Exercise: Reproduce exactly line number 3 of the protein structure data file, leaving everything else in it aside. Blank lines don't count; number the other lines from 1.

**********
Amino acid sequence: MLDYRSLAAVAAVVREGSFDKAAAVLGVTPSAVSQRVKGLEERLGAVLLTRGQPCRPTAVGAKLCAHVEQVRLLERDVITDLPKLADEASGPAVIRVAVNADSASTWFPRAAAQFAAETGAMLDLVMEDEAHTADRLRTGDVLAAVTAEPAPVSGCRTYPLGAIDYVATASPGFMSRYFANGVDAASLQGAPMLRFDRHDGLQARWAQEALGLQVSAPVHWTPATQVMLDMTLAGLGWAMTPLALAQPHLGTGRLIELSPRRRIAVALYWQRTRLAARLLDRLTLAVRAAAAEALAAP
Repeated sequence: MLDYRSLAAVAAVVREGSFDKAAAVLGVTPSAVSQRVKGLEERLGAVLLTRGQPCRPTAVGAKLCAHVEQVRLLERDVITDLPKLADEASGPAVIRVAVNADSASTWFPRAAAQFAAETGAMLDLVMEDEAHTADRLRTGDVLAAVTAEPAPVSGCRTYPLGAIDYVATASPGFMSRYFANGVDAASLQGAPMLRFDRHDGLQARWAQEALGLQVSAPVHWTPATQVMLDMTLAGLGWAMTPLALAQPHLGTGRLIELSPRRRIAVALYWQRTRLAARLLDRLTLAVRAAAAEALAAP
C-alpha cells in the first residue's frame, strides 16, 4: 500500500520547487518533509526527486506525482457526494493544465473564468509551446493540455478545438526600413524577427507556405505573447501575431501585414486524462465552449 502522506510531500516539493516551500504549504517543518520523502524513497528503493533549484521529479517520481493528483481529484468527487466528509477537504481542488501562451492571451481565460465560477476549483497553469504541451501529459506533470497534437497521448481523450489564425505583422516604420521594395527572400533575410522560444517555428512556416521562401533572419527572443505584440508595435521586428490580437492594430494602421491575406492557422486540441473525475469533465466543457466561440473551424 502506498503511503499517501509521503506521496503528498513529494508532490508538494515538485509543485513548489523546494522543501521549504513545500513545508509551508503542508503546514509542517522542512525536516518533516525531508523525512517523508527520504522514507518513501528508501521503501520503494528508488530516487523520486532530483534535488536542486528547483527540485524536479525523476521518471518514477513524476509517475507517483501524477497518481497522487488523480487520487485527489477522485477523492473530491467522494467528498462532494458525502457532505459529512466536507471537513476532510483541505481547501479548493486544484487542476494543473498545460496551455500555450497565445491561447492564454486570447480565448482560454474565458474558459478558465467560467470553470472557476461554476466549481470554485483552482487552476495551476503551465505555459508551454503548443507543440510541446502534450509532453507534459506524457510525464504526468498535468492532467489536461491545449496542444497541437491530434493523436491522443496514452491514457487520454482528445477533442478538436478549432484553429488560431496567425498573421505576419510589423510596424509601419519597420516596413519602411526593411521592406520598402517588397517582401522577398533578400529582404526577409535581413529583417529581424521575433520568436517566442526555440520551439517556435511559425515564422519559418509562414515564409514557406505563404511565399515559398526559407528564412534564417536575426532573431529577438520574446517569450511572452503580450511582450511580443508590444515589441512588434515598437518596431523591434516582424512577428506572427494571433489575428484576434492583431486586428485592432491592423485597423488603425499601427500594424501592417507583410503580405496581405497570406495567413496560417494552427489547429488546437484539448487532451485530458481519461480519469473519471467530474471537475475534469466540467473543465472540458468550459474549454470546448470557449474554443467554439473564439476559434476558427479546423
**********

C-alpha cells in the first residue's frame, strides 16, 4: 500500500520547487518533509526527486506525482457526494493544465473564468509551446493540455478545438526600413524577427507556405505573447501575431501585414486524462465552449 502522506510531500516539493516551500504549504517543518520523502524513497528503493533549484521529479517520481493528483481529484468527487466528509477537504481542488501562451492571451481565460465560477476549483497553469504541451501529459506533470497534437497521448481523450489564425505583422516604420521594395527572400533575410522560444517555428512556416521562401533572419527572443505584440508595435521586428490580437492594430494602421491575406492557422486540441473525475469533465466543457466561440473551424 502506498503511503499517501509521503506521496503528498513529494508532490508538494515538485509543485513548489523546494522543501521549504513545500513545508509551508503542508503546514509542517522542512525536516518533516525531508523525512517523508527520504522514507518513501528508501521503501520503494528508488530516487523520486532530483534535488536542486528547483527540485524536479525523476521518471518514477513524476509517475507517483501524477497518481497522487488523480487520487485527489477522485477523492473530491467522494467528498462532494458525502457532505459529512466536507471537513476532510483541505481547501479548493486544484487542476494543473498545460496551455500555450497565445491561447492564454486570447480565448482560454474565458474558459478558465467560467470553470472557476461554476466549481470554485483552482487552476495551476503551465505555459508551454503548443507543440510541446502534450509532453507534459506524457510525464504526468498535468492532467489536461491545449496542444497541437491530434493523436491522443496514452491514457487520454482528445477533442478538436478549432484553429488560431496567425498573421505576419510589423510596424509601419519597420516596413519602411526593411521592406520598402517588397517582401522577398533578400529582404526577409535581413529583417529581424521575433520568436517566442526555440520551439517556435511559425515564422519559418509562414515564409514557406505563404511565399515559398526559407528564412534564417536575426532573431529577438520574446517569450511572452503580450511582450511580443508590444515589441512588434515598437518596431523591434516582424512577428506572427494571433489575428484576434492583431486586428485592432491592423485597423488603425499601427500594424501592417507583410503580405496581405497570406495567413496560417494552427489547429488546437484539448487532451485530458481519461480519469473519471467530474471537475475534469466540467473543465472540458468550459474549454470546448470557449474554443467554439473564439476559434476558427479546423